Supreme Court Justice Tim Armstead is the keynote speaker at a Constitution Day program in the Supreme Court Courtroom on the 232nd anniversary of the signing of the U.S. Constitution. September 17, 2019. (J. Alex Wlison) | J. Alex Wlison
CHARLESTON — West Virginia Supreme Court Justice Tim Armstead was the keynote speaker at an event to celebrate Constitution Day.
Armstead spoke Sept. 17 about the history of the Articles of Confederation, the U.S. Constitution and Constitutional Amendments during the event that was held in the Supreme Court courtroom.
Supreme Court Justice Evan Jenkins, House Speaker Roger Hanshaw and employees of the Capitol Complex, as well as homeschooled students and their parents, attended the event.
"One of our jobs in this room is to uphold the Constitution," Armstead said during the event.
Armstead has a unique perspective because he has been a leader in two of the three branches of government in which the Constitution established.
"If you really respect our Constitution and our government, you respect the different roles," Armstead said. "I’ve enjoyed it and I feel honored to be a member of this court."
Armstead was previously speaker of the West Virginia House of Delegates from 2015 until 2018. He was a member of the House of Delegates beginning in 1998.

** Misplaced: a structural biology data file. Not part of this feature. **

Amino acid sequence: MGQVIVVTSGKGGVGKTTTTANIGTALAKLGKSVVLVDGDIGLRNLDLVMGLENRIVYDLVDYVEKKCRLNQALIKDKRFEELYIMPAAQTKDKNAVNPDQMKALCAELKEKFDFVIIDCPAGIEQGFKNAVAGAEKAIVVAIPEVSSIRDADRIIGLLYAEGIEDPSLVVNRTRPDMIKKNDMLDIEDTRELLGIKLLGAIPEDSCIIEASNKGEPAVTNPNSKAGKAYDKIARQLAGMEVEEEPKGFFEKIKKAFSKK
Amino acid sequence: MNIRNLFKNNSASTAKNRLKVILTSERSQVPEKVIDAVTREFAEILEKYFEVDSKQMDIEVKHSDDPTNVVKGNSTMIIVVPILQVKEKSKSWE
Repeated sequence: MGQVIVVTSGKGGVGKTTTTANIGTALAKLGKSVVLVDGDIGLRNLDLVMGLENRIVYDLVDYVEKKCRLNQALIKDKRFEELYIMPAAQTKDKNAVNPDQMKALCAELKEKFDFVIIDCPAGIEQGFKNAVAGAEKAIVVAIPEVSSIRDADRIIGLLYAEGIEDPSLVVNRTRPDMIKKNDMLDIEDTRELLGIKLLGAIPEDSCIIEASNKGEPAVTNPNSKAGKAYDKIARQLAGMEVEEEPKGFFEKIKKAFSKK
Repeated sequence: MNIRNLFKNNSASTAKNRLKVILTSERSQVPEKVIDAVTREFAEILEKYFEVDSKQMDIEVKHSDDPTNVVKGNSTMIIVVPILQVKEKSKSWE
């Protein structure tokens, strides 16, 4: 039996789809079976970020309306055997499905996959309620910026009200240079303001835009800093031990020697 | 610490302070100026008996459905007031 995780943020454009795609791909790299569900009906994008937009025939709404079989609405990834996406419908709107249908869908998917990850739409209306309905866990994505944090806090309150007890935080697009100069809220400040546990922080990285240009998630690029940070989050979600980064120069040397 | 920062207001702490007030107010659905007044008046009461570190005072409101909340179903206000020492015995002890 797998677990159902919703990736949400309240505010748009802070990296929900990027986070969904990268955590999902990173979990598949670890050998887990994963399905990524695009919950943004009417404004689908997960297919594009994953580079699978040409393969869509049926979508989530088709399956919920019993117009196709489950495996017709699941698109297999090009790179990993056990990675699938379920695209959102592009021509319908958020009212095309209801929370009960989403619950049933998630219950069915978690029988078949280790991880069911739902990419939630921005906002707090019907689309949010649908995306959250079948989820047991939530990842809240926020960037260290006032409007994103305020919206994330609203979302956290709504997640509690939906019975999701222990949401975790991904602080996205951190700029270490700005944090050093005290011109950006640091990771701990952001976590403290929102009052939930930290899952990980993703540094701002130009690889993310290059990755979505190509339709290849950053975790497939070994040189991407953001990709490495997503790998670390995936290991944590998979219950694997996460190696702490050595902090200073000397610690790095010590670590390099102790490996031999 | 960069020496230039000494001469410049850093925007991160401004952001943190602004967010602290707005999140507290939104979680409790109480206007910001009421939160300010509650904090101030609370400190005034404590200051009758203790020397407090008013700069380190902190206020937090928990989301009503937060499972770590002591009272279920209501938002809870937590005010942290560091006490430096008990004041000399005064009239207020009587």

As House speaker, Armstead was free to talk about his opinions on issues and make laws, but as a Supreme Court justice, Armstead cannot talk about issues that might come before the court.
"Our challenge is not to make law but to take the laws adopted by the Legislature and Congress and make sure they are Constitutional," Armstead said.
Justice Armstead’s presentation was followed by a showing of the video "Just the Facts: The United States Constitution."
The U.S. Constitution was approved 232 years ago, on Sept. 17, 1787. In 2004, Congress established Constitution Day with the passage of an amendment to the Omnibus spending bill of 2004 offered by West Virginia Senator Robert C. Byrd.
"All of us as Americans should feel very fortunate to live in a country that has a Constitution like ours," Armstead said.